Early Thursday morning, crowds of children and adults gathered along the banks of the Okanagan River Channel to participate in the annual release of salmon fry into the river system.
The release, which started in 2004, is always a special day for the Penticton Indian Band and the Okanagan Nation, both as part of their program to reintroduce sockeye salmon to Skaha Lake and as a new tradition. But this year, the day was made doubly special by a ceremony following the release to break ground for a long-planned fish hatchery on Shingle Creek.
“What an awesome morning,” shouted Chief Jonathan Kruger, beginning the ground-breaking ceremony by thanking the multitude of children from schools up and down the Okanagan Valley for helping with the earlier salmon release. That was just the first of many people on a long list of thanks Kruger issued.
“I usually don’t talk from cards, but this is such an amazing day,” said the chief as he unfolded his list of names. “Hard work and sponsorship has created this reality we are celebrating today. It is really important to acknowledge these fine people.”
On that list were people from the hatchery project team, the ONA fisheries department, the Colville band, along with the Chelan and Grant public utility districts on the Washington side of the border.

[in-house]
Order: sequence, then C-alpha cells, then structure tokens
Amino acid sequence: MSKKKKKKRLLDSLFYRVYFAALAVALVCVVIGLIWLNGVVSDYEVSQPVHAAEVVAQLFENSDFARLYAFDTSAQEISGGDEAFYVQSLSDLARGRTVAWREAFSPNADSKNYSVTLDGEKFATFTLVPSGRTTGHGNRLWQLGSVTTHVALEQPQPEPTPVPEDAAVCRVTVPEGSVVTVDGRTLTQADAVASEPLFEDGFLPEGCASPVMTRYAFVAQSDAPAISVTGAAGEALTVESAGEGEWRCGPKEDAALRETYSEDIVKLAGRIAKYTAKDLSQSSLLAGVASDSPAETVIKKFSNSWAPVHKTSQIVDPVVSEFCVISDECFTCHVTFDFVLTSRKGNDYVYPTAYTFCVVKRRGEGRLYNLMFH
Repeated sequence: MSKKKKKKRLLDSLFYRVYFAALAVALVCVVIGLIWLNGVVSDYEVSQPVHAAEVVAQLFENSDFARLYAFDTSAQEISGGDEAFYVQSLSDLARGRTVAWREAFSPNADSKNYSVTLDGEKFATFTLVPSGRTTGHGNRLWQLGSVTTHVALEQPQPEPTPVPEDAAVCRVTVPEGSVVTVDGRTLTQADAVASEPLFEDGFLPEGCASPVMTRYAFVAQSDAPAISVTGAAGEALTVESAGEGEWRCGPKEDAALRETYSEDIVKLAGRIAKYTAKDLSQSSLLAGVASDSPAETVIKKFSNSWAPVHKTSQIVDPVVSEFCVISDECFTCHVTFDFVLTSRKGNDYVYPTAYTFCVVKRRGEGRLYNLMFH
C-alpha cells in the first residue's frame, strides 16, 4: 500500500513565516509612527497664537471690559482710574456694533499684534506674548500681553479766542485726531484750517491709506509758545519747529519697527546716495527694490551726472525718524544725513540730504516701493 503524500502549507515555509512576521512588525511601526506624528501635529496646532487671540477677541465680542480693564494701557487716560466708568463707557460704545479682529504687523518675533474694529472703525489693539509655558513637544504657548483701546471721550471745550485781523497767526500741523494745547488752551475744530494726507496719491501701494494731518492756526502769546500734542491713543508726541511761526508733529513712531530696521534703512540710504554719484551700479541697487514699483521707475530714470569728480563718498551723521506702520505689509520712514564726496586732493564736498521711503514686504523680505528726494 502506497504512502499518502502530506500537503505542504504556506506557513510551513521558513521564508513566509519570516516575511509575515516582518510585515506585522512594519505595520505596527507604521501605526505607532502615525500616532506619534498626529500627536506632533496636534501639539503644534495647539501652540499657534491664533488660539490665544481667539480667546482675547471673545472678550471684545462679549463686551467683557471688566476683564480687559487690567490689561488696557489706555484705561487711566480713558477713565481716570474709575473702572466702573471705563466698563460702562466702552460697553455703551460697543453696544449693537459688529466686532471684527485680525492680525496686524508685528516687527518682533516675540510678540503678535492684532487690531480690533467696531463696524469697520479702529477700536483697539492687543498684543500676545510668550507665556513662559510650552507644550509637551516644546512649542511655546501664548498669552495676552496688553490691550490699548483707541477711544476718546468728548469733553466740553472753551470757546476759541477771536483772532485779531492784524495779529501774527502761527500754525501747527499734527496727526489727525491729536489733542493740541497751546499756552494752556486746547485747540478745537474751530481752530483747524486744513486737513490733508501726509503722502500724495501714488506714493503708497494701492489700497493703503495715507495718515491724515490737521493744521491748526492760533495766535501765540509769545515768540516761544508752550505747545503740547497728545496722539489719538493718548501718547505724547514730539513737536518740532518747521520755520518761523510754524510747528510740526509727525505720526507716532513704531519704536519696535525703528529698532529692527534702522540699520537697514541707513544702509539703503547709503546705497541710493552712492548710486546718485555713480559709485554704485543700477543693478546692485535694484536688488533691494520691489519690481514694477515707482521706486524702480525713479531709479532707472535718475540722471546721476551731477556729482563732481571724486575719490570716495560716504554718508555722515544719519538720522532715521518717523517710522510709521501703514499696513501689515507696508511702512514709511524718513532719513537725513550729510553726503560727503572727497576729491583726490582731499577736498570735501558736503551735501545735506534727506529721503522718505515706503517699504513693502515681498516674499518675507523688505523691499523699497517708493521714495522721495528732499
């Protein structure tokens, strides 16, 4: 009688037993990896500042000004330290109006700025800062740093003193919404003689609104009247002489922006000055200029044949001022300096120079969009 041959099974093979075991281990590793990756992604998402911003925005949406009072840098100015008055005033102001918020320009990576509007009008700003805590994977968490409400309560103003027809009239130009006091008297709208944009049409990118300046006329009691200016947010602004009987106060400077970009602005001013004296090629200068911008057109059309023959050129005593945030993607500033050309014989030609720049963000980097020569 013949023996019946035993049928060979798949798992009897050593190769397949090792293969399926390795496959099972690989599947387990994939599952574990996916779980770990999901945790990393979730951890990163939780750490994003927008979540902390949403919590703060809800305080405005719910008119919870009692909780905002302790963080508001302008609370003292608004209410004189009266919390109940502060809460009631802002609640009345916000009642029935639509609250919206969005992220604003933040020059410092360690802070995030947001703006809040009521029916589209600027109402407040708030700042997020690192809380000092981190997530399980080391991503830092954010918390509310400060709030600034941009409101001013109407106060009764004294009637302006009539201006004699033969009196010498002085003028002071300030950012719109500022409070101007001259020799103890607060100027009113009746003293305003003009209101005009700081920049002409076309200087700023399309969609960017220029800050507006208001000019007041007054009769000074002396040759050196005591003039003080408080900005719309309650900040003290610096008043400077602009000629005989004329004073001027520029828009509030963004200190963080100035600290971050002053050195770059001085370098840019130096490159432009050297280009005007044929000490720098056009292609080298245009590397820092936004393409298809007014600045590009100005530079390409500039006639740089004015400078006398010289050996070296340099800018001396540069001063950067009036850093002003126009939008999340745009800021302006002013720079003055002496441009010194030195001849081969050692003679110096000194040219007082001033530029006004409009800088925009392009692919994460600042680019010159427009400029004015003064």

“I would also like to take this moment to reflect back, because this has been a long journey,” said Kruger, making particular mention of past chief George Albert Saddleman, as having the original vision.
“Bringing the salmon back has been a journey and has taken a lot of hard work and this is one more step to ensure we will always have salmon” said Kruger.
This ceremony marks a milestone for the Okanagan Nation Alliance and the eight member communities, the culmination of more than seven years of collaborative visioning, planning and detailed preparations for the new hatchery, which is part of a long-term program to restore the range of sockeye in the upper Okanagan watershed, Okanagan Lake and Skaha Lake systems.
“The hatchery is the work of the collective effort of the Okanagan Nation and is a true demonstration of what can be done with collaboration and the creation of partnerships,” said ONA Chairman Grand Chief Stewart Phillip. “This project is not only our contribution to the Nation but our contribution to the economy in the region.”
The 25,000-square-foot hatchery is being developed in partnership with and funded by the Washington state public utility districts. It is expected to be completed in May 2014, with the capacity to rear up to eight million sockeye salmon eggs which will be released annually as fry into the Okanagan system.